An Old Dog (in this case Ellen) Can Learn New Tricks

Ellen teclado

As soon as we got our keyboards in May, I started playing the songs for the primary children’s meetings, thinking that, even though I’m not a very accomplished pianist, whatever I could contribute would be better than nothing. I already knew most of the songs, so I easily started out playing the melody only. After a few weeks, I noticed that some of the songs actually looked pretty easy, so I started adding in some accompaniment. Then I started bringing a keyboard in from the car and practicing when I had extra time at home.

To my great surprise, all those lessons I’ve been teaching to our beginning pianists had taught me a lot of strategies that I started to apply: use your whole hand, not just a few favorite fingers; look ahead so your hand is in position to play the notes; look for patterns that are repeated; look at the key signature before you start; look at the music, not your hands.  I realized that I could take the same advice I was giving students who make mistakes: all pianists make mistakes and nobody gets hurt by them; the singers aren’t going to stop and wait for you, so just be ready to reenter at any point if you get lost or miss a part; play the melody any time you can’t get all the notes.

Knowing I was just the “rehearsal pianist,” I let Frank play for the first of four primary programs. But then I decided I could be as brave as the students we are teaching. If eight-year olds and their parents, who never touched a keyboard before May, can practice for hours and hours and then accompany hymns in sacrament meeting, then a competent adult who has enjoyed singing all her life and who understands how to read music can learn to do the same.

When the next primary program came around a few weeks later, I played the music myself, and I did just fine.

Our students here can’t imagine that I come from a place so rich in talent that this is my first time ever to play the piano in a sacrament meeting. The advantage of living in a place where your contribution is greatly needed, is that you get opportunities to grow that you wouldn’t have someplace else.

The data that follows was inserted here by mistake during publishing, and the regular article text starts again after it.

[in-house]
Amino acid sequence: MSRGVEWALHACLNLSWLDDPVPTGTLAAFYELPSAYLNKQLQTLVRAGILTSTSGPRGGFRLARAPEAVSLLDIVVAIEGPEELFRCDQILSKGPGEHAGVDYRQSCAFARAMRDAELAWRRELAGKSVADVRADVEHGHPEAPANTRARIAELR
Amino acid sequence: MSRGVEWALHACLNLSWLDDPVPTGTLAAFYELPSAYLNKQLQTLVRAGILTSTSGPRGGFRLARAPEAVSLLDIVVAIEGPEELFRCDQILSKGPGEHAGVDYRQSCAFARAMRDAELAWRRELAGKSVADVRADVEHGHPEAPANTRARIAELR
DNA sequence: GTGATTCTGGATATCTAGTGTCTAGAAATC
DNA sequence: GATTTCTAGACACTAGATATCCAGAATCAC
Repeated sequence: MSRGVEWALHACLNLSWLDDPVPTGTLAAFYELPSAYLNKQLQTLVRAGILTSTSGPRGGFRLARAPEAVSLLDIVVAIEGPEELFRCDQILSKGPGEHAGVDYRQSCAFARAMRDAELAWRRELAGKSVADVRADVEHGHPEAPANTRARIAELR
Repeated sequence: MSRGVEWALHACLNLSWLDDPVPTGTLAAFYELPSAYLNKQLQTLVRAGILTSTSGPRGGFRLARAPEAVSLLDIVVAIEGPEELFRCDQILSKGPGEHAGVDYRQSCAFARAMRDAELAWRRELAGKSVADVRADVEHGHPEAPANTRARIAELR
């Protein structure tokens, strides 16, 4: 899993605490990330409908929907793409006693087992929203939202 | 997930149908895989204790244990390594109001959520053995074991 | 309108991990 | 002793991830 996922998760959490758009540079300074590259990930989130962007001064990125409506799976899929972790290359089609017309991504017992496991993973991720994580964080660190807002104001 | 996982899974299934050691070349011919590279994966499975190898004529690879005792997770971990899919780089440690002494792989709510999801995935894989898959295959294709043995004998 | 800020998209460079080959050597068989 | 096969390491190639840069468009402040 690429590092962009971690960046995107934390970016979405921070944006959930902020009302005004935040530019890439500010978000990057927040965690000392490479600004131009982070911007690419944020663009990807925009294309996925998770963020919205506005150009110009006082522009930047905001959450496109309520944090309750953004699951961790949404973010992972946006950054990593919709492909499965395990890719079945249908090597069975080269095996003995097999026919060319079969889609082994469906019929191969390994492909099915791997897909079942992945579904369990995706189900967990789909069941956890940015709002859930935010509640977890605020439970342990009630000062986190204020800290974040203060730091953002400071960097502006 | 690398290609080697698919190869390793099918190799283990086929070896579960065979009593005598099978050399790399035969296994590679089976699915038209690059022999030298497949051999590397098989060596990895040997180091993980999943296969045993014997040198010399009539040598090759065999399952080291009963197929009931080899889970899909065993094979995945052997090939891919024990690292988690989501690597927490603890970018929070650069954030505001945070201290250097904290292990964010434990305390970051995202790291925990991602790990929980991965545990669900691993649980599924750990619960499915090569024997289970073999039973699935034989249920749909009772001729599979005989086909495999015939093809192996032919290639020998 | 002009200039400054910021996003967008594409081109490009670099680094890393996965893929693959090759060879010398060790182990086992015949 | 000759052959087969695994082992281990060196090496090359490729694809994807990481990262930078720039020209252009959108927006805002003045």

We knew that we would grow spiritually and learn new things while we served, but I thought I needed to already play the piano before we came if I were to contribute accompaniment. One of the gifts of our mission is that we have the time and the need to do some things we were too busy to do while we were working and raising a family. We are enjoying having time to really study the scriptures and always be prepared to teach a lesson or give an impromptu talk. We’re learning to be more competent in Spanish every day. Frank is loving mentoring the young men and their leaders. And now I even feel a little bit confident saying that I can play the piano.

P. S. I actually couldn’t learn the song “Baptism,” so I downloaded a simplified version. Then I realized that it was simple enough for one of the more advanced students to play, so I passed it on to her, and she will be sharing the piano with me in one branch next week, playing two of the songs. So if I do this right, I’ll immediately put myself out of the job I just learned how to do. Yay!


5 thoughts on “An Old Dog (in this case Ellen) Can Learn New Tricks

    • Nope. You’ve never seen a Nicaraguan restaurant, have you? Everyone here eats gallo pinto, which means “spotted rooster” and is the name for rice with beans. Breakfast is gallo pinto, lunch is gallo pinto with a bit of chicken, and dinner is gallo pinto with cheese if you can afford it. In a restaurant, you get gallo pinto with deep fried cheese curd (extremely salty), deep fried plantains (a lot like potatoes without so much flavor), and chicken or beef, generally a bit over-cooked. We visited a young woman to help her with her mission application, and she had a pet parakeet. There in the cage was a bowl of gallo pinto.
      In an attempt to cater to Americans, who generally want a bit more interesting flavor, you can order garlic chicken or beef with onions, but the flavors are overdone, so perhaps an entire bulb–not clove–of garlic chopped up in a thin sauce over a chicken breast.
      To add insult to injury, I have developed our mother’s inability to eat rice without esophageal spasms, so I can’t even eat the gallo pinto. Our favorite place to eat in Granada is a lunch shop called “El Garaje,” because it is a converted garage. It is owned by a Canadian couple, and they experiment with awesome vegetarian dishes like grilled eggplant and fresh mushroom sauce with toasted cashews, which I had for lunch today. Frank loves their pulled pork sandwiches and grilled chicken.

  1. Love this post. Thanks for sharing this. Missions are so amazing in so many ways. Take care and best to you both.

    Sent from my iPad


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